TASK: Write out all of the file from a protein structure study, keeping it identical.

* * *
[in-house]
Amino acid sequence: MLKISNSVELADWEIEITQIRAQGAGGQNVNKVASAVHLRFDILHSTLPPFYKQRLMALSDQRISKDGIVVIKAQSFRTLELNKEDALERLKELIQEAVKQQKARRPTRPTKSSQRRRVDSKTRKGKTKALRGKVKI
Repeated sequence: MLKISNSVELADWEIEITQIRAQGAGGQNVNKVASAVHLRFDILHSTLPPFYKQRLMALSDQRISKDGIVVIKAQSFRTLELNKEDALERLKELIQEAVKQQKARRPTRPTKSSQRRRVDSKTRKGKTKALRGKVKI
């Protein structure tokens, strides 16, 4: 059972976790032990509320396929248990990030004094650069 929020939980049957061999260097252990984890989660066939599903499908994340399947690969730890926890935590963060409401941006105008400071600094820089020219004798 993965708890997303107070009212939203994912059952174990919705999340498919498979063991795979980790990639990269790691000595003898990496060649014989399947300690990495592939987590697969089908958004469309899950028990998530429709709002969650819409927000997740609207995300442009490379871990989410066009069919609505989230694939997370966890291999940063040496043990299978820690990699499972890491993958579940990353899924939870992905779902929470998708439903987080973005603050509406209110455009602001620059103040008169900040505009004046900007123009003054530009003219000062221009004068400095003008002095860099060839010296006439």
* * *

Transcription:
[in-house]
Amino acid sequence: MLKISNSVELADWEIEITQIRAQGAGGQNVNKVASAVHLRFDILHSTLPPFYKQRLMALSDQRISKDGIVVIKAQSFRTLELNKEDALERLKELIQEAVKQQKARRPTRPTKSSQRRRVDSKTRKGKTKALRGKVKI
Repeated sequence: MLKISNSVELADWEIEITQIRAQGAGGQNVNKVASAVHLRFDILHSTLPPFYKQRLMALSDQRISKDGIVVIKAQSFRTLELNKEDALERLKELIQEAVKQQKARRPTRPTKSSQRRRVDSKTRKGKTKALRGKVKI
């Protein structure tokens, strides 16, 4: 059972976790032990509320396929248990990030004094650069 929020939980049957061999260097252990984890989660066939599903499908994340399947690969730890926890935590963060409401941006105008400071600094820089020219004798 993965708890997303107070009212939203994912059952174990919705999340498919498979063991795979980790990639990269790691000595003898990496060649014989399947300690990495592939987590697969089908958004469309899950028990998530429709709002969650819409927000997740609207995300442009490379871990989410066009069919609505989230694939997370966890291999940063040496043990299978820690990699499972890491993958579940990353899924939870992905779902929470998708439903987080973005603050509406209110455009602001620059103040008169900040505009004046900007123009003054530009003219000062221009004068400095003008002095860099060839010296006439």